Everything you need to go from Markdown to PDF with Pandoc
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Markdown to PDF Conversion Test File
Craig Parker (that's Pahkah in Maine)
A markdown file, pandoc command, LaTeX template, and resulting PDF containing all the formatting scenarios I could think of.

General notes

This README actually doubles as a PDF guinea pig. I used to to test every scenario I could think of, making PDF files from it as I went. It's also got instructions about how to get the whole process up and going, at least on a Linux machine or a Mac. I've not tested on Windows yet, but it probably isn't that difficult.

The funky stuff you see up at the beginning of this file actually translates into different things in the final document, mostly on the title page.

If you're curious to read the whole story, I blogged about in Convert Markdown to PDF with Pandoc and LaTeX, over at fossfolks.com.

How to

Getting the environment set up involves installing a few packages. I've tested on Ubuntu and MacOS in Ubuntu, but the package names should be similar on different operating systems. Here's how I got the environment set up on my own machine.

Installing software

On Ubuntu

Grab Pandoc from Github. I started at 2.3.1, but was at 2.5.1 by the time I got done:

sudo dpkg -i <DOWNLOADED PANDOC FILE>.deb

Then get LaTeX installed:

sudo apt-get install texlive texlive-xetex texlive-fonts-recommended texlive-fonts-extra \  

On a Mac

  1. If Homebrew is NOT installed yet:
  /usr/bin/ruby -e "$(curl -fsSL \  
  1. If Homebrew IS installed:

    brew update
  • Install Pandoc with Brew:
    brew install pandoc


Templates sit in the, you guessed it, templates directory. It's in the same level of the file tree as this markdown file. Put it wherever you want, just remember to alter the pandoc command when you run it.


In the same directory as wherever we've got templates, there's a fonts directory. Set which fonts you want to use in the LaTex template, then make sure the font files themsleves are sitting in that fonts directory. I've included an open source font (IBM Plex) with this package.

Running pandoc

Commands are all going to be run like this:

pandoc -s --template="./templates/template.latex" markdown_file.md --pdf-engine=xelatex \
-o pdf_file.pdf

Here, replace markdown_file.md and pdf_file.pdf with whatever actual filenames you're dealing with. Now that I've used this a bit, I tend to find the markdown in whoever's folder, then dump the PDF locally until I'm done.


The biggest heading I've used is the LaTex equivalent of an HTML h2. I realize that I can use h1, but I also copyedit things on blogs, and h1 there is already being used as a title. I can't use it.

  • Bulleted List
    • There's a way to do this with things besides bullets (Roman numerals, numbers, capital and lowercase letters, numbers, etc) but I just need bullets, so here they are.
    • There is also a way to get other charcters, like textopenbullet, but I haven't found a font yet that contains it. Use textbullet, and experiment from there, using the Great Big List of LaTeX Symbols I've included in the help_stuff directory.
  • Another point
    • Level 2
      • Level 3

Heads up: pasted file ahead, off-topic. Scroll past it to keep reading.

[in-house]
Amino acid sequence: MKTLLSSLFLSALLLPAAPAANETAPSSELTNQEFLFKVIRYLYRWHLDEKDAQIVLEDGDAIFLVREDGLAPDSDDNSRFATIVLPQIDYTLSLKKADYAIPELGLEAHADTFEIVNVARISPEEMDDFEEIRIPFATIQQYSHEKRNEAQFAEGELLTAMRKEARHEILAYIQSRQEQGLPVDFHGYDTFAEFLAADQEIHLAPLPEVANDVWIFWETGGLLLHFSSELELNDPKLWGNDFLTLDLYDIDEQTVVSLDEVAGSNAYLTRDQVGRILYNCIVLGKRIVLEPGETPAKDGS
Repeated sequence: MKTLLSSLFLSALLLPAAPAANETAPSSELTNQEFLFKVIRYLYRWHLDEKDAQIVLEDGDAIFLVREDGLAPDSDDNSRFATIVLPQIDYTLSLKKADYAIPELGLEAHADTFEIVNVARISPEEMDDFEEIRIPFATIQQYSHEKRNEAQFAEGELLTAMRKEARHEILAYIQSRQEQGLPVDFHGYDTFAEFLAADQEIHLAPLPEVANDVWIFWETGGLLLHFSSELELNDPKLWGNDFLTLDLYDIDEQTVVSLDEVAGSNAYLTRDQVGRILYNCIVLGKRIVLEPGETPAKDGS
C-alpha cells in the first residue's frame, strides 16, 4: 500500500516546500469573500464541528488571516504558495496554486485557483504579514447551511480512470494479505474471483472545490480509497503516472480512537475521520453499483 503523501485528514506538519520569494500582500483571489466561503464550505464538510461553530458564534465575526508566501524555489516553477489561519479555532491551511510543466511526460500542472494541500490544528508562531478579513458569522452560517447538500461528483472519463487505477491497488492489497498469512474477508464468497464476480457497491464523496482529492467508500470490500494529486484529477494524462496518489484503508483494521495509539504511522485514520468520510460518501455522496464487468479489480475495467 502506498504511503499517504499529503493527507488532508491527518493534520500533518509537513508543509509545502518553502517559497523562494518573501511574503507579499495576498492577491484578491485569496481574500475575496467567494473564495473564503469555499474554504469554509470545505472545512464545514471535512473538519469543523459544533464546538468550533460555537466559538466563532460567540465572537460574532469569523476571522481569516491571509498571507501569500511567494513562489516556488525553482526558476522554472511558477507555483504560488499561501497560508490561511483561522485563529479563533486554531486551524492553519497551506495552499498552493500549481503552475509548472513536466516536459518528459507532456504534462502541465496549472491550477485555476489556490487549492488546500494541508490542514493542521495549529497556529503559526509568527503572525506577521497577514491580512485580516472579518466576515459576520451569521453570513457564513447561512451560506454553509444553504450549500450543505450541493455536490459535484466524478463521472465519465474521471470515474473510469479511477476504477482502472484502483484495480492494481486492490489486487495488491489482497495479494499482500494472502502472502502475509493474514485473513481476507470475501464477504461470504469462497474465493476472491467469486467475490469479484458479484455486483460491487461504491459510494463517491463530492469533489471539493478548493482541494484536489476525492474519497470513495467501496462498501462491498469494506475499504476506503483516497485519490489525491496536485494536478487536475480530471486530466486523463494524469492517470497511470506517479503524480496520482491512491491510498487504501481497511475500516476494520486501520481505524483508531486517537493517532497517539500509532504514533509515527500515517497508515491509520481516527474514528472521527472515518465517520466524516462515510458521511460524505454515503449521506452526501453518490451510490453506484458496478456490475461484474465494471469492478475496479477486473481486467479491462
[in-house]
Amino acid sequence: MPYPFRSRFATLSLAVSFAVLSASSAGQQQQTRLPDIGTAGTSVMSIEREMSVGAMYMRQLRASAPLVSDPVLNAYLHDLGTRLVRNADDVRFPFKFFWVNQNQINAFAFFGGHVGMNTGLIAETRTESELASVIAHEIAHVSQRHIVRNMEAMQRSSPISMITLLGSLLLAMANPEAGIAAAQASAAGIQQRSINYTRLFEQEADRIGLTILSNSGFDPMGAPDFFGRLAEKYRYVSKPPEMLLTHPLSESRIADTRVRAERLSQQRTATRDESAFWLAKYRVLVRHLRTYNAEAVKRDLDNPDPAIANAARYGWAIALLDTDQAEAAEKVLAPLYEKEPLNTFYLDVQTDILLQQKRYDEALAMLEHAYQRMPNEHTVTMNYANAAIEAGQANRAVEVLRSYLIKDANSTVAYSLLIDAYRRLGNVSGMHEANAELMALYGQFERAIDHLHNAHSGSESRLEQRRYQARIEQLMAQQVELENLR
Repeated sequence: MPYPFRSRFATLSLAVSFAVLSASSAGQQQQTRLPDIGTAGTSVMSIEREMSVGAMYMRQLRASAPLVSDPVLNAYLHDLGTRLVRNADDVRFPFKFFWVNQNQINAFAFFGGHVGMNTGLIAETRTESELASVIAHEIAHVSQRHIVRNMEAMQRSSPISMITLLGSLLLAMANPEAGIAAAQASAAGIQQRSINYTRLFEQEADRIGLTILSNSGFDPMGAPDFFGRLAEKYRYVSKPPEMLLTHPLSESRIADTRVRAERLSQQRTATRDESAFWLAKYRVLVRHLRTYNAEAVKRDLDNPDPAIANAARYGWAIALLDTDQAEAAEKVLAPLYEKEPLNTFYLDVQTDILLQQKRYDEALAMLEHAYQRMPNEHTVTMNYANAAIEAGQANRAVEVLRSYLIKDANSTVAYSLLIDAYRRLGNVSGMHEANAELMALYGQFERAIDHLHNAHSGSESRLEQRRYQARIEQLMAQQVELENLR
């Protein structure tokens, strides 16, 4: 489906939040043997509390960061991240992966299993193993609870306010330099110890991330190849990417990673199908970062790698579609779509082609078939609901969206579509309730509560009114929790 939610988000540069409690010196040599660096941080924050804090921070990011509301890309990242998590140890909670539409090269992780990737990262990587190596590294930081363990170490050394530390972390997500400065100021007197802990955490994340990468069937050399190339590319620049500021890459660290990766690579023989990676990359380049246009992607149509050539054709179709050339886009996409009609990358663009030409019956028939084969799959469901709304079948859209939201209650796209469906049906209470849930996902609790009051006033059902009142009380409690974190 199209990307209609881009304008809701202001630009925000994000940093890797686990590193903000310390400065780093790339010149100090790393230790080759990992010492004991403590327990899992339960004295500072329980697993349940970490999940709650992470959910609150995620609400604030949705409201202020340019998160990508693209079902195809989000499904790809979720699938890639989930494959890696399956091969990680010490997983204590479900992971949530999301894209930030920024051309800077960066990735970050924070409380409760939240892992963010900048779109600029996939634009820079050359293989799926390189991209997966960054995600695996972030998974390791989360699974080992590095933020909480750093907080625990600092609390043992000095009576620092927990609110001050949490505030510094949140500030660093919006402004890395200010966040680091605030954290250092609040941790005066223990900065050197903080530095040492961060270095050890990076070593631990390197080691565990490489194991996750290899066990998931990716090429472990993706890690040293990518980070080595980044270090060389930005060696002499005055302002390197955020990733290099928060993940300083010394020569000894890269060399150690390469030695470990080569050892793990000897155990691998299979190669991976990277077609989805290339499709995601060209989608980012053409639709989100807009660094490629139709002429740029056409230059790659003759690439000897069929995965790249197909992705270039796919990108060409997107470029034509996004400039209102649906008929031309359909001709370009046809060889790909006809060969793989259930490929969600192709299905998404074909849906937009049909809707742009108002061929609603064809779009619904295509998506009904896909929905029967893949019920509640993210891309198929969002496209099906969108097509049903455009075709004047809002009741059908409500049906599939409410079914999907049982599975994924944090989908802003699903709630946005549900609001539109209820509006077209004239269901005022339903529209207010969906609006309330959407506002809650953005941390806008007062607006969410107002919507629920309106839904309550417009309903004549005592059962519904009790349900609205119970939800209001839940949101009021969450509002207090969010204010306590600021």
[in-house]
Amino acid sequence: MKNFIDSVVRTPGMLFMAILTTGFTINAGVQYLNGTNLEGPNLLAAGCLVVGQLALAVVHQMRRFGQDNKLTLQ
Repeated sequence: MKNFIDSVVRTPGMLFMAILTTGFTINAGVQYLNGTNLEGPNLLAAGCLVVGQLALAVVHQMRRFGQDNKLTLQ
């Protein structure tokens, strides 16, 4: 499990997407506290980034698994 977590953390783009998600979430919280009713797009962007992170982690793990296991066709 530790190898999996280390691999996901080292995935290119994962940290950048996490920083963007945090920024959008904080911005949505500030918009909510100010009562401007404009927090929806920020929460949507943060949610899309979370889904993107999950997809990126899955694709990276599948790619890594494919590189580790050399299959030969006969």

• Level 4
          • Level 5
            • Level 6
              • Level 7
                • Level 8
                  • Level 9
  • A third point
    • Sub-bullet
      • Another one
    • Sub-bullet 2
  • A fourth point

And a link will look like this link


LaTeX calls it the thesubsection


LaTeX calls it the thesubsubsection


LaTeX calls it the theparagraph


LaTeX calls it the thesubparagraph

Beware the last two -- if you don't have a newline after them, it will crap out with an error. I believe it's because I'm dorking with them a little later in the template. They were, by default, having the following text show up on the same line. I fixed that with the makeatletter section, but that must somehow break things a bit so that you need the empty line in markdown between the heading and the following text.

It's easier to read the markdown with the empty line, so I didn't get too worried about it.

Block quotes

This is a block quote Lorem ipsum dolor sit amet, consectetur adipiscing elit, sed do eiusmod tempor incididunt ut labore et dolore magna aliqua.

And this is nested blockquote.

This is an H5 type header, inside a quote, with a quoted list under it:
  1. This is the first list item.
  2. This is the second list item.

Here's some example code (four spaces):

return shell_exec("echo $input | $markdown_script");

And then some more with three backticks

return shell_exec("echo $input | $markdown_script");


Table 1 (LaTex with booktabs package)

\begin{table}[h!] \centering \begin{tabular}{|c|r|c|r|} \hline \textbf{Password} & \multicolumn{1}{c|}{\textbf{Base}} & \textbf{Length} & \multicolumn{1}{c|}{\textbf{Combinations}} \ \hline password & a-z 26 & 8 & 208,827,064,576 \ \hline Password & a-z,A-Z 52 & 8 & 53,459,728,531,456 \ \hline Passw0rd & a-z,A-Z,0-9 62 & 8 & 218,340,105,584,896 \ \hline P@ssw0rd & a-z,A-Z,0-9,@ 94 & 8 & 6,095,689,385,410,816 \ \hline P@s5 & a-z,A-Z,0-9,@ 94 & 4 & 78,074,896 \ \hline \end{tabular} \end{table}



Table 2 (just markdown with longtable package)

Password Base Length Combinations
password a-z 26 8 208,827,064,576
Password a-z,A-Z 52 8 53,459,728,531,456
Passw0rd a-z,A-Z,0-9 62 8 218,340,105,584,896
P@ssw0rd a-z,A-Z,0-9,@ 94 8 6,095,689,385,410,816
P@s5 a-z,A-Z,0-9,@ 94 4 78,074,896

Line Breaks

They look ugly in markdown, but notice the line breaks between the tables. A backslash, followed by two spaces and a blank line, will produce a blank line in the PDF.